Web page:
• Ash
          March 18, 2015 at 12:10 pm #

          Not only a healthy child…the BEST CHILD. Yes, it feeds into the idea that by the parents “ideal” actions, the parents can shape a child into a certain product that will be successful (financially, social status, physical health).

          • Roadstergal
            March 18, 2015 at 12:38 pm #

            That’s a very good point. I’ve shared the data showing no real differences in long-term outcomes with breast vs bottle, and the rhetoric that come back is still about “But why not give them the _best_?”

            It’s this pervasive notion in society currently that breastmilk is not a mixture of fat, water, sugar, protein, and some vitamins, but is some sort of magic potion.

          • Daleth
            March 18, 2015 at 2:52 pm #

            Have you seen the nutjobs who sometimes post things on parenting sites like, “Whenever my LO gets an ear infection I just squirt some breast milk into his ear”?

            Apparently in addition to being The Best Food, breastmilk is now an antibiotic and antiviral agent. As opposed to being a naturally sugar-rich medium in which any bacteria in your LO’s ear would love to grow.

          • Liz Leyden
            March 19, 2015 at 3:10 pm #

            The doula who taught my childbirth class apparently cured her baby’s conjunctivitis with colostrum.

          • Daleth
            March 20, 2015 at 10:50 am #

            Because breast milk is magic! It’s so magic I’m almost surprised breast milk isn’t a major plot device in the Harry Potter books.

          • Somewhereinthemiddle
            March 21, 2015 at 7:18 pm #

            I’ve used breastmilk on a minor case of pink eye out of curiousity and it did go away. Not sure if it was the breastmilk or it would have gone away on it’s own, eh *shrug*. It was not effective against a more serious case however.

          • me
            March 22, 2015 at 2:27 pm #

            My mom always used plain cow’s milk to remove the “crusties” associated with pink eye – just warm a little bit of milk (not too hot!) and dip cotton balls, and gently wipe away the crusties away so the child can open her eyes (the lactic acid in the milk apparently helps break down the gunk so it can be removed gently).

            I do this with my own children (never used breast milk – silly me, if I went thru the trouble of pumping I wanted the baby to eat it, not to use it on the 5 year old’s eyeballs!) And since most cases of conjunctivitis will clear on their own in a matter of days… yeah – ANY kind of milk “cures” pink eye, lol.

            Now, if the pink eye is severe (a lot of pain, blurred vision, high fever)… get thee to thy physician! But as a simple home remedy for mild cases that will clear on their own? Milk works. Any kind you have on hand (well, not almond or soy but those aren’t really “milk” in the first place). Why waste boob juice?

          • JJ
            March 18, 2015 at 12:40 pm #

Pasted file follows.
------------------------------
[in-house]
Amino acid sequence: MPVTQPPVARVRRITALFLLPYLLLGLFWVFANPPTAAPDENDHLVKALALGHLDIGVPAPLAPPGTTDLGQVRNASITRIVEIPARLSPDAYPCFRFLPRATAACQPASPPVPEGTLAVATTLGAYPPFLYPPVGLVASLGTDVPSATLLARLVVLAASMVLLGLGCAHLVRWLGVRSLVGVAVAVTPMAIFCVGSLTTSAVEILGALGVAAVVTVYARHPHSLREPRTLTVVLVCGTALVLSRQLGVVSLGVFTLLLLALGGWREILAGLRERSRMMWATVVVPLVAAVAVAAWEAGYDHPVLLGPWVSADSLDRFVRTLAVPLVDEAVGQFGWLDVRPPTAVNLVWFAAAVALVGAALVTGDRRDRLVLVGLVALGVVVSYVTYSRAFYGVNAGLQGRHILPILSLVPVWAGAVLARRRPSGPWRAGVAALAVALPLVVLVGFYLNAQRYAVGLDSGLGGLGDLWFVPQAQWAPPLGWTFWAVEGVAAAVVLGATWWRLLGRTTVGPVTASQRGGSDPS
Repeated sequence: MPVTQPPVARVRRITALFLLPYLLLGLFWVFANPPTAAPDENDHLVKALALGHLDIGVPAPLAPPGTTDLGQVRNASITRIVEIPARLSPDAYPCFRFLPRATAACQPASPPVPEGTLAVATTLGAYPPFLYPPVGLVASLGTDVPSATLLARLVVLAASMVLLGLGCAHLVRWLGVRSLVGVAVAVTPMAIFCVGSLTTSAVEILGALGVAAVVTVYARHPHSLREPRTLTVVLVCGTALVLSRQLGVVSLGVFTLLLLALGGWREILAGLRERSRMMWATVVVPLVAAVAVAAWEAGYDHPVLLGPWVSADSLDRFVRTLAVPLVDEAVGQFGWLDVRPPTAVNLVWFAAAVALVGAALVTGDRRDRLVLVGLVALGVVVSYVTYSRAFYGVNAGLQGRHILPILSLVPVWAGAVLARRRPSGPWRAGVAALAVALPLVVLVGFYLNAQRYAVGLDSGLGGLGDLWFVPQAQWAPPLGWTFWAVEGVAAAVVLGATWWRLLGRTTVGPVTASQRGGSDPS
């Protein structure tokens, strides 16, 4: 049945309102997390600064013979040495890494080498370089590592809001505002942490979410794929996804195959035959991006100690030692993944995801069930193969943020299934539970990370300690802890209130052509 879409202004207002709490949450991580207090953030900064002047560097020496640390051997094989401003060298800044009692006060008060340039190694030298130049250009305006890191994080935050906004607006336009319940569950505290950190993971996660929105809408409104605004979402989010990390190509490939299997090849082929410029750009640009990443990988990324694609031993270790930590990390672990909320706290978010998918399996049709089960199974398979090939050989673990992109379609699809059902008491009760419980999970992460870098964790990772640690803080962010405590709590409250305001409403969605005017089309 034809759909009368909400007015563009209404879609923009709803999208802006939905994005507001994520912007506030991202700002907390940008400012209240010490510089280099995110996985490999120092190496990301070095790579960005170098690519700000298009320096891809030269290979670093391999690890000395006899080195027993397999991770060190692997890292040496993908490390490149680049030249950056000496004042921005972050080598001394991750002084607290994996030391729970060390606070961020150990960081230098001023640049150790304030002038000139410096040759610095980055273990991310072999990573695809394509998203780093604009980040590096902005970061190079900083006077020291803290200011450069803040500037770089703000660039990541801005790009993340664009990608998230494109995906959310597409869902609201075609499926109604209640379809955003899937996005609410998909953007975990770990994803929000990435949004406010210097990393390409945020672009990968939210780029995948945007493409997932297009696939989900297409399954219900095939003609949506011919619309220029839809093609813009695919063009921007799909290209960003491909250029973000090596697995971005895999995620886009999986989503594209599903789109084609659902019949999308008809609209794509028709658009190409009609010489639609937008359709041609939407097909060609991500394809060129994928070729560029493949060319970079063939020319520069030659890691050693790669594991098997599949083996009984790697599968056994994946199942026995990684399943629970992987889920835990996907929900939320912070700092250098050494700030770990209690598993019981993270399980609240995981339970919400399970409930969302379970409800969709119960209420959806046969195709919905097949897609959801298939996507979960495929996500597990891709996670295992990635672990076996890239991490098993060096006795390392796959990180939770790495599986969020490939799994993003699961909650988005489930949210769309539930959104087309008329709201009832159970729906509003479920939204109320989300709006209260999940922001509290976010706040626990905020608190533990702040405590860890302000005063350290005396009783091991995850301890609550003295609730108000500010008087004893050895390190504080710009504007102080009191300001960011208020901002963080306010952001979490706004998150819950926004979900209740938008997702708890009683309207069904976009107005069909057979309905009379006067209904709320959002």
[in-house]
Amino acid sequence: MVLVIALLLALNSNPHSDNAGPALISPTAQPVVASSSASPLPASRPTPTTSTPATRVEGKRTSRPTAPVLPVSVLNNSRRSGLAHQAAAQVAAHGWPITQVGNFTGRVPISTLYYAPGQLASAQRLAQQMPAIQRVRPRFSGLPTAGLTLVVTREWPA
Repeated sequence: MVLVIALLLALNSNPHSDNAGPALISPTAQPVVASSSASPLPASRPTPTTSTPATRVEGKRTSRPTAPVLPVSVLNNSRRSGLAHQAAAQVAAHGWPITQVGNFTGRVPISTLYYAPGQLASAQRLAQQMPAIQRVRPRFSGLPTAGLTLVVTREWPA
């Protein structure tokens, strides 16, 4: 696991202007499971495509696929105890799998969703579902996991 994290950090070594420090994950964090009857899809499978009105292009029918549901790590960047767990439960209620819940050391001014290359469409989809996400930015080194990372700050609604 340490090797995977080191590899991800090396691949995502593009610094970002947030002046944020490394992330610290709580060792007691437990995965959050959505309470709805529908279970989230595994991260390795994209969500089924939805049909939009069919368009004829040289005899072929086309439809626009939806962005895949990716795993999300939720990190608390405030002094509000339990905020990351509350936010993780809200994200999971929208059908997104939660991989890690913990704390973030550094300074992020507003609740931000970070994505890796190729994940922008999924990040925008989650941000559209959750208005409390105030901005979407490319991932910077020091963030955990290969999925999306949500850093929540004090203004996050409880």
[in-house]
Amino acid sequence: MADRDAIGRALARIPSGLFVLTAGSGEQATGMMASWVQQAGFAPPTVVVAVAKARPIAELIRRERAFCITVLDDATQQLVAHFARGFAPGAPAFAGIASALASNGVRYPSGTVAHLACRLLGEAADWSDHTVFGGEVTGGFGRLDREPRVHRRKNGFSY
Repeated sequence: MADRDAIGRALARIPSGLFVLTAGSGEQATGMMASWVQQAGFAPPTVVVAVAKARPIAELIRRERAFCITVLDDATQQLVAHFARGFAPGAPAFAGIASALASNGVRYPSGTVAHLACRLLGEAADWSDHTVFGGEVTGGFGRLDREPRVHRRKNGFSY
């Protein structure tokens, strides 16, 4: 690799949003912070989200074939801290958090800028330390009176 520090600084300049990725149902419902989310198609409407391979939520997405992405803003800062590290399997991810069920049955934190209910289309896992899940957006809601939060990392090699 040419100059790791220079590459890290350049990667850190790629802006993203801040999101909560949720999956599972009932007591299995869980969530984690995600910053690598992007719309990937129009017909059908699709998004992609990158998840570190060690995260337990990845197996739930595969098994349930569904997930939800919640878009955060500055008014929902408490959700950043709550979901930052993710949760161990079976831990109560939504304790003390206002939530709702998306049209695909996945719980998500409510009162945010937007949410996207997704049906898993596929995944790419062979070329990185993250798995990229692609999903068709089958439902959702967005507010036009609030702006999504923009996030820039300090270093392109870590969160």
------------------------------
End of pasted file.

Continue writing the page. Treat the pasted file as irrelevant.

Someone just posted this gem on facebook so I know it is true! I hope my first child is not homeless since I had to quit BFing him at 9 weeks.

            “The longer babies breastfeed, the more they achieve in life – major study”


        • Daleth
          March 18, 2015 at 12:49 pm #

          Yeah, you’re completely right.

    • Allie P
      March 18, 2015 at 11:41 am #

      What Daleth said. I called the emergency number of my local LLL one day, desperate to her someone tell me I was not a bad mother. Bless this woman’s heart. She asked me why I wanted to breastfeed, told me (the first person to tell me this!) that feeding my baby, that making sure my baby was NOT hungry, was my number one priority, and that nothing about giving my starving baby a bottle of formula was going to keep me from breastfeeding if that’s what I wanted. And she was right.

      There are lots of horror stories out there about LC and LLL people (I have a few), but this is one of the good ones.

      • Anne Catherine
        March 18, 2015 at 7:04 pm #

        I had a similar experience with LLL about 20 years ago–she was great— and gave me ‘permission’ to quit breastfeeding–she said “a mother always does the best she can”. It’s too bad all breastfeeding advocates are not as supportive.

  6. Anne Catherine
    March 18, 2015 at 8:19 am #

    Women going to extremes to give their children only breastmilk because they live in
    fear that they will do irrevocable harm to their babies if they feed
    them formula will only lessen when the misinformation stops.

    It is not just the breastfeeding industry and fringy lactivists who promote breastfeeding as being preventive for chronic disease, obesity and low IQ. This idea the breastfeeding is the ticket to a healthy child, and the idea that every women is able to and should breastfeed comes from some pretty mainstream sources like HHS and the AAP (and subsequently WIC and many MD’s)

    I find it appalling that those who should and do know better are basically misleading women (as well as the health professionals counseling them).

    Below is a table form the latest AAP Policy Statement and the Surgeon Generals Call to Action. Fact checking the references is quite interesting. Associations are subistued for causal relationships and numbers are used before accounting for variables. Often the research cited is old/and or inconclusive.

    If you feel as I do please contact these organizations and urge them to update these publications so that they better reflect reality ….